Quant Hedge Funds are Not as Opaque as Everyone Thinks They Are

Nathan Anderson | May 23, 2016

Are You Holding Out On Me?

quant, hedge fund, process, transparencyInvestors want to know everything about a fund, and most quantitative funds will not share their models. This alone is often viewed as a lack of transparency and many investors see it as a key point of discomfort relative to traditional equity and fixed income funds. For contrast, when a traditional manager shares their portfolio holdings investors call it “full transparency”. This is belief seems intuitive but is actually pure fallacy.

For a quant, sharing their model is akin to sharing the blueprint for (a) replicating their future trades and (b) trading against them.

So to be fair, if an investor insists on requiring all the factors and models before investing in a quant they should also insist that traditional managers share all of their trades and the full rationale for those trades in advance. That is the analogous level of transparency, and of course it is completely unrealistic to expect.

This common double-standard serves to underscore an important point; quants simply have more concrete information they could share with investors; namely their precise investment process.

Great Stories ≠ Great Returns

quantitative hedge fund due-diligence transparencyFor a typical long/short manager, the closest we get to understanding the investment process is when the manager describes the rationale for their positions. The manager presents a (hopefully) clear and articulate thesis, and the investor usually ends up allocating to managers with good historical performance and who give the most compelling speeches about their positions in the hope that good storytelling acts as a proxy for reality.

If the average performance of a long/short fund is any guide, there isn’t enough non-fiction going around to justify the fees. When looking past all the pretty stories, the real factors that go into any individual buy/sell decision for a discretionary manager can vary far and wide. Managers may weight information based on:

  1. Past investing or life experiences (“I made money this way once before…”)
  2. Their constantly evolving views on the importance of certain financial, momentum, valuation or economic metrics.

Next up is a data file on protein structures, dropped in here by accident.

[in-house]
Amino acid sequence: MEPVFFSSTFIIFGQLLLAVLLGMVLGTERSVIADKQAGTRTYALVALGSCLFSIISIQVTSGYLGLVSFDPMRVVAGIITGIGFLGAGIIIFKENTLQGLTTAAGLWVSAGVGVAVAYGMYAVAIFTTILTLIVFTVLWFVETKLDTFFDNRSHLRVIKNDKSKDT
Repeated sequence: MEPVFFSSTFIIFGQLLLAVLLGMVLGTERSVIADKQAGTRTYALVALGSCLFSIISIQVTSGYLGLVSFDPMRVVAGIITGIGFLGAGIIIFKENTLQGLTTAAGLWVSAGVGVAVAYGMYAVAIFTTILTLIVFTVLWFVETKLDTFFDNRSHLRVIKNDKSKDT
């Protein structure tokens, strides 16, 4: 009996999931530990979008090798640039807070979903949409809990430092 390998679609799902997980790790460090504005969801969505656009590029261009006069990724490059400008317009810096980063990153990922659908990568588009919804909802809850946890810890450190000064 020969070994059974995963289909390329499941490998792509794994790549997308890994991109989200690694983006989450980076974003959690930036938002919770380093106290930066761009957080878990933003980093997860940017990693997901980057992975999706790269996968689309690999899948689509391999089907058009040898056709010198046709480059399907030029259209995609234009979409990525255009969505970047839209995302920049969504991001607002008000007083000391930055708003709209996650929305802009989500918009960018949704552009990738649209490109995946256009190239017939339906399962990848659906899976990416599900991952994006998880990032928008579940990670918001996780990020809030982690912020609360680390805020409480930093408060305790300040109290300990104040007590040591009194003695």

3. Their mood (“I feel lousy today therefore my portfolio positions feel lousy.”)
  4. Their team dynamic (“This team member is smart and presents well, therefore the idea seems like a good one.”)
  5. An immeasurable number of human and non-human factors.

The portfolio holdings may be available to the investor at any given time but the ‘process’ is only as clear as the eternal labyrinth of human psychology.

Science? Yes Please.

nuclear.fishingOn the contrary, quants know exactly which factors they value, how they weight them, and the precise circumstances under which they make buy & sell decisions. To assess a quant (or any manager for that matter) we must go one level deeper and assess their methods for coming up with their investment factors. That is the secret sauce and the most effective way to diligence the manager.

The key here is not the factor itself, rather:

  1. Why a factor is important?
  2. How does the manager select & vet factors?
  3. How do they decide to modify or eliminate a factor?
  4. How do they anticipate changes in the market that may make a factor less relevant?
  5. What restrictions and risk parameters do they place around the factor(s) and model(s) to maintain a stable portfolio?

The answers should be rooted in a scientific process. There should be a specific, clear hypothesis, a test that avoids biases and data mining, and a result that supports or refutes the theory with supporting statistics.

What Else Can You Ask For?

Aside from assessing the development of factors, other items that can be helpful:

  • Holdings. Some quants will share all their portfolio holdings, though others may be concerned that the portfolio moves can be reverse-engineered to ascertain the model.
  • Factor breakdown. Quants often invest in factors, so understanding the exposure of those factors is often more valuable than having a list of the 500 securities they hold at any given time. What (i) country (ii) industry (iii) sector (iv) instrument or (v) risk factors are they exposed to? Most produce risk reports that break down these exposures in detail (internally & also for investors).
  • Examples. Quants may also provide several examples of models that have been discarded or are no longer relevant in order to demonstrate how they develop a thesis, how they modify it, and how they adapt to changing market conditions. These can be extremely helpful in assessing the process of coming up with investment decisions.

Thank you for reading! Feel free to contact us with your thoughts & questions (or leave a comment below).

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Nathan Anderson

Nate co-founded ClaritySpring and oversees the company's strategy and operations.

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